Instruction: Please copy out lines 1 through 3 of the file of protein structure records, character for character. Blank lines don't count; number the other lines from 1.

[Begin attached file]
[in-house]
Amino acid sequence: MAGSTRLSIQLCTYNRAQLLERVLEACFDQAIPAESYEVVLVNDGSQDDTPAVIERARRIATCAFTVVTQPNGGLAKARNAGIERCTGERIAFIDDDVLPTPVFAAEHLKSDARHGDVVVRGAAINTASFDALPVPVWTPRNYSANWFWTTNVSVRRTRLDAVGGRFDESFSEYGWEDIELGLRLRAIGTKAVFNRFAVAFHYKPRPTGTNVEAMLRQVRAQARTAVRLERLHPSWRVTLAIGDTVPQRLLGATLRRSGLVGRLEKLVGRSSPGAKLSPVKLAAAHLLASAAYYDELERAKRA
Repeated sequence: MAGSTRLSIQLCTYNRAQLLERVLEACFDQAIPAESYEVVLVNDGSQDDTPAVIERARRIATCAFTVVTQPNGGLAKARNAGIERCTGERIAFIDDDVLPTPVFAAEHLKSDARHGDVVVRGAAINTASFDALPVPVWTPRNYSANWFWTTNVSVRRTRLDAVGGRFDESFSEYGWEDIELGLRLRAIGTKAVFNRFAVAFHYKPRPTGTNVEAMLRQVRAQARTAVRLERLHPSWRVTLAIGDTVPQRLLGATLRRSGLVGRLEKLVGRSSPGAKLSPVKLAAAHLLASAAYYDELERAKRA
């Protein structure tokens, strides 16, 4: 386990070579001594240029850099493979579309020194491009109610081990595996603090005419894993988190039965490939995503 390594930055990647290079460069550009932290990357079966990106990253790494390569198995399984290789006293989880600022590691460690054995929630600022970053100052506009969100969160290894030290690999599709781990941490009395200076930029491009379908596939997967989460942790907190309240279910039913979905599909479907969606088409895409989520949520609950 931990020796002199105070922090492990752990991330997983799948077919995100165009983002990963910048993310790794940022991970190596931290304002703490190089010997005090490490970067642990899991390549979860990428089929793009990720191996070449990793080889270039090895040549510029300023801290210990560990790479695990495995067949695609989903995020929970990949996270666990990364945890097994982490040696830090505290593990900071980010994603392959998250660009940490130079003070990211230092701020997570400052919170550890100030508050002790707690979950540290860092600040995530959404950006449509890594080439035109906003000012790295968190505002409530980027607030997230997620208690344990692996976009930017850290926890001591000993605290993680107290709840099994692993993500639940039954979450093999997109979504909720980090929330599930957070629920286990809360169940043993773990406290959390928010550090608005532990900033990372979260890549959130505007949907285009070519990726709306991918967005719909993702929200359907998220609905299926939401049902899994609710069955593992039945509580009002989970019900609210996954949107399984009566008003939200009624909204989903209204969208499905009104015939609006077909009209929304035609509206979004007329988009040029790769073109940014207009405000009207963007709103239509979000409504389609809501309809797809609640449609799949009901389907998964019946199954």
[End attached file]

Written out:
[in-house]
Amino acid sequence: MAGSTRLSIQLCTYNRAQLLERVLEACFDQAIPAESYEVVLVNDGSQDDTPAVIERARRIATCAFTVVTQPNGGLAKARNAGIERCTGERIAFIDDDVLPTPVFAAEHLKSDARHGDVVVRGAAINTASFDALPVPVWTPRNYSANWFWTTNVSVRRTRLDAVGGRFDESFSEYGWEDIELGLRLRAIGTKAVFNRFAVAFHYKPRPTGTNVEAMLRQVRAQARTAVRLERLHPSWRVTLAIGDTVPQRLLGATLRRSGLVGRLEKLVGRSSPGAKLSPVKLAAAHLLASAAYYDELERAKRA
Repeated sequence: MAGSTRLSIQLCTYNRAQLLERVLEACFDQAIPAESYEVVLVNDGSQDDTPAVIERARRIATCAFTVVTQPNGGLAKARNAGIERCTGERIAFIDDDVLPTPVFAAEHLKSDARHGDVVVRGAAINTASFDALPVPVWTPRNYSANWFWTTNVSVRRTRLDAVGGRFDESFSEYGWEDIELGLRLRAIGTKAVFNRFAVAFHYKPRPTGTNVEAMLRQVRAQARTAVRLERLHPSWRVTLAIGDTVPQRLLGATLRRSGLVGRLEKLVGRSSPGAKLSPVKLAAAHLLASAAYYDELERAKRA